Interest in older workers has recently expanded due to concerns over labor force "graying." Research and policy on aging adults' labor market participation have, thus far, framed the decision to labor as one shaped solely by the desires and capacities of older workers themselves. This perspective fails to recognize how multiple employer-side barriers play a large role in defining - and limiting - available choices. In this review, I synthesize the multi-disciplinary literature on employer-side barriers to older workers' labor market participation. In particular, I identify and discuss individual-, meso-, and social structural-level barriers that uniquely affect this group, noting where gaps in understanding remain. I consider older workers primarily as a whole to demonstrate how age operates as a distinct, important identity; however, I also reflect on how age overlaps with both other identities and cohort membership. Next, I briefly consider the relationship between these employer-side barriers and aging adults' life chances, particularly in an era of austerity. Although I focus on the United States case, I also note key cross-national similarities and differences. Finally, reflecting upon the foregoing review, I suggest that a redirection of public policy is necessary to effectively respond to this contemporary demographic shift.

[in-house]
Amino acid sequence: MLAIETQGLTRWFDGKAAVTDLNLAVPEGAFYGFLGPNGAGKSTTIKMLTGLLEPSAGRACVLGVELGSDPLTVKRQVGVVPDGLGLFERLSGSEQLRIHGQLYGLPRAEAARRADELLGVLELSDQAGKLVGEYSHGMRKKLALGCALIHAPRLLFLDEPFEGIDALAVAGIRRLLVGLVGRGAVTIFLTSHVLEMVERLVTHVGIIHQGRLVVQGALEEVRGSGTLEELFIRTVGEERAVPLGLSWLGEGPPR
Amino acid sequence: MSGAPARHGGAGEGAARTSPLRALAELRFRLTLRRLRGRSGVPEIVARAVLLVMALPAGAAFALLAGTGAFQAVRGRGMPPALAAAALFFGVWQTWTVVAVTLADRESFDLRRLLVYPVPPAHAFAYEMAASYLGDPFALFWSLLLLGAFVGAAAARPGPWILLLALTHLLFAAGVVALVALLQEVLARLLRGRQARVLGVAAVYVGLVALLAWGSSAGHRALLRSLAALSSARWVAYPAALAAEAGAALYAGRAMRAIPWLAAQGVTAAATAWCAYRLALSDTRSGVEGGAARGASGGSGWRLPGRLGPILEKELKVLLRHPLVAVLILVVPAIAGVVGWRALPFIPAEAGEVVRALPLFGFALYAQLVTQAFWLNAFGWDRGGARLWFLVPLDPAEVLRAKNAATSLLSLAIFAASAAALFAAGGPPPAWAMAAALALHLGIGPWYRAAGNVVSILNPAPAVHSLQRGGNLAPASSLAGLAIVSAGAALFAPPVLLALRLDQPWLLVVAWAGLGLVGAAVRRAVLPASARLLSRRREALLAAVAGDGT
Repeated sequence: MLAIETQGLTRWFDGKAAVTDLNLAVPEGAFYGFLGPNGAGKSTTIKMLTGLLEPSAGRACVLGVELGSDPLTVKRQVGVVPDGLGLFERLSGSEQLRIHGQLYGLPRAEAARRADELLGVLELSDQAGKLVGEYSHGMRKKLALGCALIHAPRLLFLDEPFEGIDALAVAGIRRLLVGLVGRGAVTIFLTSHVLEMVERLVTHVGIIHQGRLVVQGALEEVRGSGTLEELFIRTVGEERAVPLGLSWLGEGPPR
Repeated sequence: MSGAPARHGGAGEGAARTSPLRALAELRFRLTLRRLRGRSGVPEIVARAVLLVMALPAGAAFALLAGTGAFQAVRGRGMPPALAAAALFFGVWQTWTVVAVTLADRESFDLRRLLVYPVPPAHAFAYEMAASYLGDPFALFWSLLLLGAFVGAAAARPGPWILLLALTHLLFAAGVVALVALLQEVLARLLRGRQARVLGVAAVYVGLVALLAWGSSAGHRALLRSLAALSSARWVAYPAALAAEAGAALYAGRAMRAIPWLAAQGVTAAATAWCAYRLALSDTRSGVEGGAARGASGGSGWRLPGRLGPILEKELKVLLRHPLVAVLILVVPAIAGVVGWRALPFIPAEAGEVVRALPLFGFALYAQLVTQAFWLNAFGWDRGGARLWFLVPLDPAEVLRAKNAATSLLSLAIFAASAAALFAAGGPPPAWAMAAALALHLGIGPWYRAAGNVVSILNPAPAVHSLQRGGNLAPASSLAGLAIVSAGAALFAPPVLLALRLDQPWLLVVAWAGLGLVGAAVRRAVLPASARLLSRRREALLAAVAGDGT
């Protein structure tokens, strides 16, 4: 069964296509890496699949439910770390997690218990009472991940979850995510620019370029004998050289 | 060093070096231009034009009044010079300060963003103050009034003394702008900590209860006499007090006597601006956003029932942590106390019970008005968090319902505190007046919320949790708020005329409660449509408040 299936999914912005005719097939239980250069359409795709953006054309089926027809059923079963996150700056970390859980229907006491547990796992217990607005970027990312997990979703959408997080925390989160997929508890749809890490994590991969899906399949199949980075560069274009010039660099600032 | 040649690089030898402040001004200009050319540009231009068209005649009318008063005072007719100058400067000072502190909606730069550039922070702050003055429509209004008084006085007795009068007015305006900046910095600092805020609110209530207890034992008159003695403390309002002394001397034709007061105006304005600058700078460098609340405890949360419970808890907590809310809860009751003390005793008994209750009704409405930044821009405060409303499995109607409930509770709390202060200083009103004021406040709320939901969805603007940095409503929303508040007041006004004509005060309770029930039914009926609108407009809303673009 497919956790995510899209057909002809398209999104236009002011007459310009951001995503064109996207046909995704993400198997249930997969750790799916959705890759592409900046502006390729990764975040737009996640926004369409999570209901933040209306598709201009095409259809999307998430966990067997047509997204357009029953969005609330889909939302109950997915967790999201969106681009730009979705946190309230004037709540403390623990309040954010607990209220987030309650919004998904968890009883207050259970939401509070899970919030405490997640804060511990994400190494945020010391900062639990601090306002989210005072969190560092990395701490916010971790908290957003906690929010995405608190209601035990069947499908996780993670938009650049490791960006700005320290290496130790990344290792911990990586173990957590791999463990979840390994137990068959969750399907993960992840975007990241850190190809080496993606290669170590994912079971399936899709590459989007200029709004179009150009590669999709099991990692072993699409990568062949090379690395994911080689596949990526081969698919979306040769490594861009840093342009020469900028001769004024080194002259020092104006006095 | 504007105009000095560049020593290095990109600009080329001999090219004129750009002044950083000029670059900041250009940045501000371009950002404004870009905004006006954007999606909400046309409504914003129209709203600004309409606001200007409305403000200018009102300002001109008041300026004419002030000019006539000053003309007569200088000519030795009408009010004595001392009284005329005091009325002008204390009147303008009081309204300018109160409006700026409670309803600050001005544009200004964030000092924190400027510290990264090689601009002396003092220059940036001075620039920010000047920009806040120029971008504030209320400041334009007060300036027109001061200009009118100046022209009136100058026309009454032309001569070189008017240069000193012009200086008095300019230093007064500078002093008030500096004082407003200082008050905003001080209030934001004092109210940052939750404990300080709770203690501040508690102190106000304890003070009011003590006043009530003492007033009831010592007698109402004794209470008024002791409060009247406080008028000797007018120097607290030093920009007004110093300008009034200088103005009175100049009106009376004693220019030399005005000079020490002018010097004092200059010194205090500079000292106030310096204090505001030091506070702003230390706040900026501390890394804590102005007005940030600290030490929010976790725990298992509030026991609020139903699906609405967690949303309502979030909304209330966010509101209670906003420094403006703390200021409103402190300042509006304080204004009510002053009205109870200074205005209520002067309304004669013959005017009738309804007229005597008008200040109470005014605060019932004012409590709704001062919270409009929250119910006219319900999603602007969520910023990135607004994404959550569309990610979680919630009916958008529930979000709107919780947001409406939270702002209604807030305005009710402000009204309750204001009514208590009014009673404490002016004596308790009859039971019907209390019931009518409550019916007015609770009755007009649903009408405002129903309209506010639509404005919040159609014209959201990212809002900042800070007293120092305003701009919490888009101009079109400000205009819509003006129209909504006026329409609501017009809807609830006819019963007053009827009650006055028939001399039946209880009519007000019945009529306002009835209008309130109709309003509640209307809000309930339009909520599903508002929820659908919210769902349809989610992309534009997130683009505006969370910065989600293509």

ASJC Scopus subject areas
- Social Sciences(all)